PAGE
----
Flooring Options for your kitchen

What are your options for your home floor?

The kitchen is one of the most-used rooms in the house. Its flooring needs to stand up to high traffic, spills, dropped plates, kids, and pets. When remodeling your kitchen, the floor you choose must fit within your budget, design, and how you will use it.

Here are five solid flooring choices that will stand the test of time in the kitchen:


1. Hardwood

Hardwood is an excellent flooring material in the kitchen for a number of reasons. It has a little give so that the occasional dropped glass may not break, and, if you spend a lot of time standing in your kitchen, it is a bit easier on your legs and feet. Spills wipe away easily. You can sand out noticeable dents and scratches and reapply finish. It looks classic and if you undertake a larger interior remodeling project like creating an open floor plan, the hardwood flows well throughout the main level. It will show wear and tear over time since it is easily scratched and dented. However, if that is a huge issue, there are hardwoods more resistant to wear than others.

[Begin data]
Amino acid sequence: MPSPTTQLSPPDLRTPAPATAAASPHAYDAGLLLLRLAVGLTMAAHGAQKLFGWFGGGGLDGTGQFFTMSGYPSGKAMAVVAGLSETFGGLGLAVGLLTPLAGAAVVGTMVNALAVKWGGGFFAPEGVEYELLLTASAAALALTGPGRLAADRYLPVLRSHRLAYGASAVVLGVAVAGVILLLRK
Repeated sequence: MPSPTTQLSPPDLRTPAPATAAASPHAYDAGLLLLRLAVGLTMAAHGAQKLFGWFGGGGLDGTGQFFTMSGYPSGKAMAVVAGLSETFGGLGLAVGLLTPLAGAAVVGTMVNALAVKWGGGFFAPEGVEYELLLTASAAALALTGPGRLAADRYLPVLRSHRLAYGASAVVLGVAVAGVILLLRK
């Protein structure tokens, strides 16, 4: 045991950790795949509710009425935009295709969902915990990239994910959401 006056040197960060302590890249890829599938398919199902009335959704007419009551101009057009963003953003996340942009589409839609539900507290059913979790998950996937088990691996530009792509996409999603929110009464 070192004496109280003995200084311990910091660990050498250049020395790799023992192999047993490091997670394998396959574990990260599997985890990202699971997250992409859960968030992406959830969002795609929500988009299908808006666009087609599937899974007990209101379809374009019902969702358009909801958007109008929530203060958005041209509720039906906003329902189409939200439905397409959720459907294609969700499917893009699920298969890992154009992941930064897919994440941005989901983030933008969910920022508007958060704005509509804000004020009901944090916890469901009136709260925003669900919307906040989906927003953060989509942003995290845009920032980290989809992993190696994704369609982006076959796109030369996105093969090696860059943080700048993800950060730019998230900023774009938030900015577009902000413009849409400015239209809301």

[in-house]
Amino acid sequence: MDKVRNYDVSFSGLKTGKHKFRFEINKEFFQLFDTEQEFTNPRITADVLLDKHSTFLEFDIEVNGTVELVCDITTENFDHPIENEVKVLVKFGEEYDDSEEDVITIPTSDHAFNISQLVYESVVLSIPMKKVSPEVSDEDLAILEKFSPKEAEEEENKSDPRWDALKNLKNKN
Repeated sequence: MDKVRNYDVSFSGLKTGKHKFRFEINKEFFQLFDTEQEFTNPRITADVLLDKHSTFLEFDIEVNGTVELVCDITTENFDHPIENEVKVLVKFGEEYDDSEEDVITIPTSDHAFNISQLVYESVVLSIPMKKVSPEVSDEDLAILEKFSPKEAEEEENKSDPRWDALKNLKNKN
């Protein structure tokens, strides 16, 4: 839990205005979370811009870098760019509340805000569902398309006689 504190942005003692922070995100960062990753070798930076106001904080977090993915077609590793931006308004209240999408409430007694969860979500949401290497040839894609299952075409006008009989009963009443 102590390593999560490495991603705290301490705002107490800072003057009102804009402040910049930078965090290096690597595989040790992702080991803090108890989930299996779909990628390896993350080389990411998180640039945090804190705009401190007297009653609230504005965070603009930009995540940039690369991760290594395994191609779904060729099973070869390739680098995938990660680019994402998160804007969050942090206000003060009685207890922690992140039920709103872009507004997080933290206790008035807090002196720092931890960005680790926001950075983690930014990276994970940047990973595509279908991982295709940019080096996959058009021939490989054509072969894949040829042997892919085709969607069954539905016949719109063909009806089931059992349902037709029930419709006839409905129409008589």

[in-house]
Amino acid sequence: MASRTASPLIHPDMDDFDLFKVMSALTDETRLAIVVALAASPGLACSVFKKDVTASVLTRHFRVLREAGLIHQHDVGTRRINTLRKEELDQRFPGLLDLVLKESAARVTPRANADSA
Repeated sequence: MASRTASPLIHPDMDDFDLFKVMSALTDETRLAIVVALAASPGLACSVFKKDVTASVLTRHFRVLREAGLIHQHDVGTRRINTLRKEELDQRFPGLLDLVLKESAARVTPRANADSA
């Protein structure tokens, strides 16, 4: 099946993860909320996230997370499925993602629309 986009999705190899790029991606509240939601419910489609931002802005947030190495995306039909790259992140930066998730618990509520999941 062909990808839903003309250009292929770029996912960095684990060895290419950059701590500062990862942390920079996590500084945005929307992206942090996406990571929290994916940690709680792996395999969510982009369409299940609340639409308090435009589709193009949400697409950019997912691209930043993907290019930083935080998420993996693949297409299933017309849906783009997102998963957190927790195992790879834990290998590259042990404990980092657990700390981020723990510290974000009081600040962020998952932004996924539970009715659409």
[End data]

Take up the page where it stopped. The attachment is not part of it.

2. Tile

Tile ties with hardwood as the most popular choice for the kitchen. Generally speaking it is slightly lower in cost and comes in an endless variety of options. It cleans off easily as long as you take care of your grout. Insist upon a stain resistant grout of a darker hue to help maintain its appearance longer. It is a much harder substance than wood and for that reason, its pros and cons are nearly the opposite. For long periods of standing, consider purchasing an area rug or mat. A dropped glass will shatter. But on the plus side, scratching and denting are non-issues for tile. Beware of dropping something heavy enough to crack a tile though because they are more challenging to replace.


3. Cork

Cork is steadily growing as material homeowners are choosing for the kitchen. It is considered a “green” option because it is a rapid growing renewable resource. Even softer than wood, it provides great cushioning for long periods of standing. Little dings will eventually correct themselves over time though major damage is not easily repaired. It requires a more vigilant cleaning to prevent staining and discoloration. Regular resealing with polyurethane or wax is a necessity.

5. Vinyl

Good old vinyl remains one of the most popular flooring options today. It is the most economical, comes in a large variety of designs, and is easy to clean. It is not forgiving when it comes to damage however, so beware of how you treat it!